Denial – During this stage, things will feel overwhelming so, as a coping mechanism, the person will try to deny their state because they feel a shock. This shock has changed everything in their life and it usually doesn’t make sense at first. Actually, although it would seem like a negative aspect, denial is actually good because it helps us cope and survive and understanding your pain begins with denial.
Anger – A very important stage in the healing process, anger is not endless no matter how much you think it is at the moment you experience it. Actually, the more anger you express, the better you will cope with your problem afterwards, because it helps you let go of your pain somehow. Anger is much better as despair because it gives you a focus towards an object, while despair is just a feeling without structure. Try not to suppress your anger.
Bargaining – this is a form of temporary truce, you will make certain promises to yourself, to God, or whatever you believe in that certain things will happen if you get through the traumatic event. In this stage, you will experience regret a lot and often think about times when you could have done things differently.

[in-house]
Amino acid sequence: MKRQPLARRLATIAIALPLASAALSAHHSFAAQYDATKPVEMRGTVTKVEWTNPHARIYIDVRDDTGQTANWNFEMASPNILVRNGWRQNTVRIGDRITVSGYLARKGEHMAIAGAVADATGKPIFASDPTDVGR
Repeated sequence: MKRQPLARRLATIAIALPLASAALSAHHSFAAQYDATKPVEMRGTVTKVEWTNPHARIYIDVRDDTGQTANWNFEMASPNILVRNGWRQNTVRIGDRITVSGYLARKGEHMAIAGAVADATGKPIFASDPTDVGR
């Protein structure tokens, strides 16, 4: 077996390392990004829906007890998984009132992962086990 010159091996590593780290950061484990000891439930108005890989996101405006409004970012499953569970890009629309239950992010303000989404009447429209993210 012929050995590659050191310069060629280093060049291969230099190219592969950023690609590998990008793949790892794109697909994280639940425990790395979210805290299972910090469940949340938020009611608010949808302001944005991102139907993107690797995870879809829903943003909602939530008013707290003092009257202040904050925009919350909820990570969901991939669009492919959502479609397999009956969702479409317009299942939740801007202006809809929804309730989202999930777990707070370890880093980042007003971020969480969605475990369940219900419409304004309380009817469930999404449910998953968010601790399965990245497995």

Depression – depression is a state of mind characterized by the present, unlike bargaining which is characterized by the past. Depression is the appropriate response to a great loss and should be understood while experiencing it because it’s an important step in your grief.
Acceptance – although most people have the misconception that acceptance means being all right with your current situation, it is not the case when analyzing grief. Acceptance during the grief process is about seeing the reality just as it is and coping with it in an authentic way. In other words, acceptance is not denying our feelings, trying to recreate meaningful relationships, despite the loss you endured.
From an epistemological point of view we can notice that these stages of grief are very similar to the structure we use when we gather new information that contrasts the old information we believe in. It seems that our thought patterns are constructed to resemble the stages of grief whenever we learn something new, leading, more or less, to an emotional roller-coaster. Even if the stages of grief have been criticized by scientists who consider that there is no pattern similar to most people, but there is evidence that points to the fact that most people have the same way of integrating traumatizing or controversial information while experiencing some or all these stages.